You can catch fitness trainer and health enthusiast, Anowa Adjah, on social media being an inspiration for womene everywhere. Known as the curvy fitness pioneer and powerhouse, Adjah shows how the scale is not the “end all, be all” test of health. She is the picture of health, but recently, she went through something that is affecting a lot of Black women: uterine fibroids.
“As you can see, the area around my belly button is still extremely swollen,” confessed Adjah on her Instagram. “For several years I suffered in silence trying to remain poised and a continued source of strength for other people. However, things turned for the worse. Early last year I was sent to the Emergency Room for extreme Anemia which almost required a Blood Transfusion and hospitalization. I was having periods several times a month and my stomach was the size of a 5-month pregnancy. I became extremely weak and distraught. On February 25th, 2020 I took my life back. My recovery was 3 times worse than a c-section and, for the first time ever, I leaned on my village for support. I was in extreme pain but looked forward to feeling normal again.”
Roughly seventy percent of American women will develop uterine fibroids by age 50. But for African-American women that becomes a staggering 90% and that’s at a younger. Even with an already high rate of occurrence, African-American women are two to three times more likely to have recurring fibroids or suffer from complications from them.
In extreme cases, a hysterectomy can be recommended to get rid of fibroids — but that should be the treatment of last resort. Though the number is decreasing, more than 400,000 hysterectomies are done each year in the United States, and fully a third of the hysterectomies done in women between 18 and 44 — prime reproductive years — are done to treat fibroids. As a result, black women are four times as likely as white women to receive a hysterectomy.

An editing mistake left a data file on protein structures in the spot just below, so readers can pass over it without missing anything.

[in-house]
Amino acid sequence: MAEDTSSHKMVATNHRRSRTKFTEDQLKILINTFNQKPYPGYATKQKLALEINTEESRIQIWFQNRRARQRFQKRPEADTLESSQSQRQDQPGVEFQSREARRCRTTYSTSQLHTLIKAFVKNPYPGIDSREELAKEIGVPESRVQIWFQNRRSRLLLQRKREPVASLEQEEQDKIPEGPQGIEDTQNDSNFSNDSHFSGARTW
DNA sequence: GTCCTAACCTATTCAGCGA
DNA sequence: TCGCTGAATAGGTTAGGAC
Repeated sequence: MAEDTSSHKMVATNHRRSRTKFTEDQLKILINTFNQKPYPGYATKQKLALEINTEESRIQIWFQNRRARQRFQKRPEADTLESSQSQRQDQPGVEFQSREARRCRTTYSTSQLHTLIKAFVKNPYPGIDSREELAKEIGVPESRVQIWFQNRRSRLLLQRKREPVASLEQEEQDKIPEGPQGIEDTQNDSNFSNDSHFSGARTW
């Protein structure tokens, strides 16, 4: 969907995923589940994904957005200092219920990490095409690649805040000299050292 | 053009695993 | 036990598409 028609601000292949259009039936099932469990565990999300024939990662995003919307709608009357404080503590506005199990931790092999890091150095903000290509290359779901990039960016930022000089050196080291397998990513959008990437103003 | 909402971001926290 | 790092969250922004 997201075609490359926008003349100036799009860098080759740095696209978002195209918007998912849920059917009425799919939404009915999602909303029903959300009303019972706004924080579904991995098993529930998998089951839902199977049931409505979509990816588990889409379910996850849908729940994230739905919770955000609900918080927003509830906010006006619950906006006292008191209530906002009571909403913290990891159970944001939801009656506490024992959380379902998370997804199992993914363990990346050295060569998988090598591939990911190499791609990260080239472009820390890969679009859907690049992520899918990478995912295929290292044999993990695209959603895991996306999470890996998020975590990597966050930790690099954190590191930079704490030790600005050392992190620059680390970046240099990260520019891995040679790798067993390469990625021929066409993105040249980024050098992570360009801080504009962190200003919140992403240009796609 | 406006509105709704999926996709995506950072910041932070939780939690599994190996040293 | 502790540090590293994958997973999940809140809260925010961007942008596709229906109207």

But thankfully, there are alternative treatments for severe fibroids that are less invasive and can preserve fertility, such as:
– Uterine artery embolization
Small particles (embolic agents) are injected into the arteries supplying the uterus, cutting off blood flow to fibroids, causing them to shrink and die.
– Radiofrequency ablation
Radiofrequency energy destroys uterine fibroids and shrinks the blood vessels that feed them. This can be done during a laparoscopic or transcervical procedure. A similar procedure called cryomyolysis freezes the fibroids.
– Laparoscopic or robotic myomectomy
In a myomectomy, your surgeon removes the fibroids, leaving the uterus in place
– Endometrial ablation
This treatment uses heat, microwave energy, hot water or electric current to destroy the lining of your uterus, either ending menstruation or reducing your menstrual flow.
Plus, there are a number of natural remedies some use to shrink fibroids as well.
“I am a woman who is extremely guarded,” continues Anowa. “I wear a shield as a form of protection over my huge heart. I don’t like to ask for help and always want to appear as if I have it all together. This year I’m slowly letting the walls down because…